45. Remembering the Bones
by Frances Itani
I began my year of reading Canadian authors for the 7th Canadian Book Challenge with Frances Itani's Remembering the Bones. I knew nothing about the book before I began reading - all too rare in my experience, but a state I really love.
The Master of the Household has received Her Majesty's command to invite Mrs. Georgina Danforth Witley to a Lunch to mark the 80th Birthday of the Queen.
Ninety-nine men and women received the invitation, in all parts of Elizabeth's kingdom, every one of them born the same day.
Within a few pages, Georgie leaves her home in Wilna Creek, Ontario for the airport to attend this luncheon. There's a tiny note of foreshadowing before she gets in the car.
Shouldn't she gather up her things, walk out the front door, come back in, sit for a moment and then depart a second time? It's what characters in Russian novels do - to ward off ill fortune, to ensure a safe journey. But no, she has to get moving.
We read so much now about texting and driving, or eating and driving, or any other activity which may take our attention away from driving the car. In less than a second life may change from that inattention. In Georgie's case all she does is check her wrist to be sure she hadn't forgotten her watch.
Because her attention is on her wrist, she allows the steering wheel to twist slightly to the right. In a split second, the right front wheel slips off the pavement.
As she lays in the ravine, and is quite certain no one will rescue her, she begins the process of thinking about her life and the people who have been important to her in that life. These remembrances happen via a brilliant device. When she was a girl there was a Gray's Anatomy which used to belong to her grandfather. She memorized the bones, and Frances Itani uses these bones physically and metaphorically as chapter headings. Georgie thinks and remembers and recites and sings to keep her mind working. She's injured, but not drastically so. She would be fine if she could get to a hospital. The problem is that she has said her goodbyes, and told people she will see them when she gets back from England. No one is expecting her, no one will be calling, no one will wonder if they don't hear from her. What a situation. Her memories are her shield against panic.
One of the things she ponders is her lifelong connection with Queen Elizabeth, whom she refers to by the childhood nickname of Lilibet. There are a lot of us who relate to the Royals in this way. Even in my own family, Tom's mother is about Elizabeth's age, I am Charles' age, Margaret is William's age. As was obvious with the birth of George Alexander Louis last month, there is a world of us who love these people we will never know. Curious, but true.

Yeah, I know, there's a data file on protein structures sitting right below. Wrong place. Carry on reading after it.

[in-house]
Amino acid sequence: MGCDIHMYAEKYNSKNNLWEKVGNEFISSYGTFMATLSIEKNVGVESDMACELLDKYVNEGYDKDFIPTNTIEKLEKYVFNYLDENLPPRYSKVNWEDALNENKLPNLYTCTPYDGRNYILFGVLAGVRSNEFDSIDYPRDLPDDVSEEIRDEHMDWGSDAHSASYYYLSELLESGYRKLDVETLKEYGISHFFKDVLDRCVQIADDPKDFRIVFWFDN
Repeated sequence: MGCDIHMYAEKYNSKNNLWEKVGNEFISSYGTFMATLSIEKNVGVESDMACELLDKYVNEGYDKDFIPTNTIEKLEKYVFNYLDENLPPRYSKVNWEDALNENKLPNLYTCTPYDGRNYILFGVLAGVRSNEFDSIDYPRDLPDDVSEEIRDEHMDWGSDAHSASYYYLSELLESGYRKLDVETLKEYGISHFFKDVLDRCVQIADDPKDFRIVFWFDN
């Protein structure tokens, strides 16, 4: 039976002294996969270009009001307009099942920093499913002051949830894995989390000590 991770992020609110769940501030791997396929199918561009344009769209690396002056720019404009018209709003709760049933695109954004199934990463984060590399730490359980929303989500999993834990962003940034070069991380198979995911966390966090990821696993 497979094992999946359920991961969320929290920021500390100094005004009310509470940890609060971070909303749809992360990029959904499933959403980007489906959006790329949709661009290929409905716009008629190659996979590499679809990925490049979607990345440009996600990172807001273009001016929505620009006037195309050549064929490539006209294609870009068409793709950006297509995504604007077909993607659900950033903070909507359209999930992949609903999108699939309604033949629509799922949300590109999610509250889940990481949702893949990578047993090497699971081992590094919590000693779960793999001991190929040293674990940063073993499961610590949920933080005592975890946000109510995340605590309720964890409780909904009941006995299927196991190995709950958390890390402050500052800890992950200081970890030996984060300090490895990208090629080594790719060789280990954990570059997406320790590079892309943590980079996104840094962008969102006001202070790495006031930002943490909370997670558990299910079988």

There are not so many people in Georgie's life that the reader has any trouble keeping them straight. Her memories of her family bring joy, regret, understanding just as would be true of any of us looking back upon eighty years of living. I found her stories very interesting. They were most illuminating of the characters and the times in which they live(d). I was surprised that I could read on like this without thinking about the probable ending, but honestly I was so drawn into the book that I almost forgot that she could die at the end, and when I finished I realized that it didn't matter terribly to either Georgie or me what was the outcome of this accident. I find that utterly amazing.
This is a wonderful book - slow, pensive, kindly, and beautifully written. And I adore the book cover.
There is an excellent interview with Frances Itani here, and a stellar review of Remembering the Bones here.
Frances Itani, CM
Frances Itani, novelist, poet, essayist, was born in Belleville, Ontario, and grew up in a small village in rural Quebec. A Member of the Order of Canada, she has a BA in Psychology and English, and an MA in English Literature. Prior to writing, she taught and practised Nursing for 8 years.
Frances has written 15 books, including novels, poetry, short stories, and children's works. Her WWI novel, Deafening (HarperFlamingo 2003), won a 2004 Commonwealth Prize for Best Book (Caribbean & Canada region), was shortlisted for the 2005 International IMPAC Dublin Award and the 2005 William Saroyan International Award, and won the 2003 Drummer General's Award. It was chosen for CBC's 2006 Canada Reads, as well as Radio Canada's Combat des Livres. Her most recent novel, Requiem(HarperCollins 2011), was shortlisted for the Evergreen Award and the Ottawa Book Award, and was one of The Washington Post's top 50 fiction books for 2012.
Two new short novels, Missing (2011), and Listen! (2012) were written for Good Reads (Grass Roots Press/ABC Life Literacy Canada), a series promoting adult literacy and learning. Frances reviews for The Washington Post, and has written for such publications as The Globe and Mail, The Walrus, Canadian Geographic, Saturday Night, and The Ottawa Citizen. She has travelled extensively, has taught for many years, and has been involved in humanitarian and volunteer work all her life. Currently, she is on the Advisory Board for Youth in Motion's Top 20 Under 20. She lives in Ottawa.